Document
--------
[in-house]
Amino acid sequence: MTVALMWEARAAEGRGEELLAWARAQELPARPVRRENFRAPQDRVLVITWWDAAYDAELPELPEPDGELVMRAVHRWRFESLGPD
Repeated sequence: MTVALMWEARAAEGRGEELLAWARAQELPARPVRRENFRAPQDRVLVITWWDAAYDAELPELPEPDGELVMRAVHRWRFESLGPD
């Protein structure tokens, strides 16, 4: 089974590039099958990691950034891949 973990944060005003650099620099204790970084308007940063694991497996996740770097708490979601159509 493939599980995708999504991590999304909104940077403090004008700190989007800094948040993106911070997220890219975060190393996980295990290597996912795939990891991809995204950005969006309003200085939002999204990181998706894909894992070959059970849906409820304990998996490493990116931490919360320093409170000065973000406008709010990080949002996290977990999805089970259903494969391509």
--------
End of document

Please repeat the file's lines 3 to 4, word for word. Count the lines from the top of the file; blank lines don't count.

Repeated sequence: MTVALMWEARAAEGRGEELLAWARAQELPARPVRRENFRAPQDRVLVITWWDAAYDAELPELPEPDGELVMRAVHRWRFESLGPD
């Protein structure tokens, strides 16, 4: 089974590039099958990691950034891949 973990944060005003650099620099204790970084308007940063694991497996996740770097708490979601159509 493939599980995708999504991590999304909104940077403090004008700190989007800094948040993106911070997220890219975060190393996980295990290597996912795939990891991809995204950005969006309003200085939002999204990181998706894909894992070959059970849906409820304990998996490493990116931490919360320093409170000065973000406008709010990080949002996290977990999805089970259903494969391509």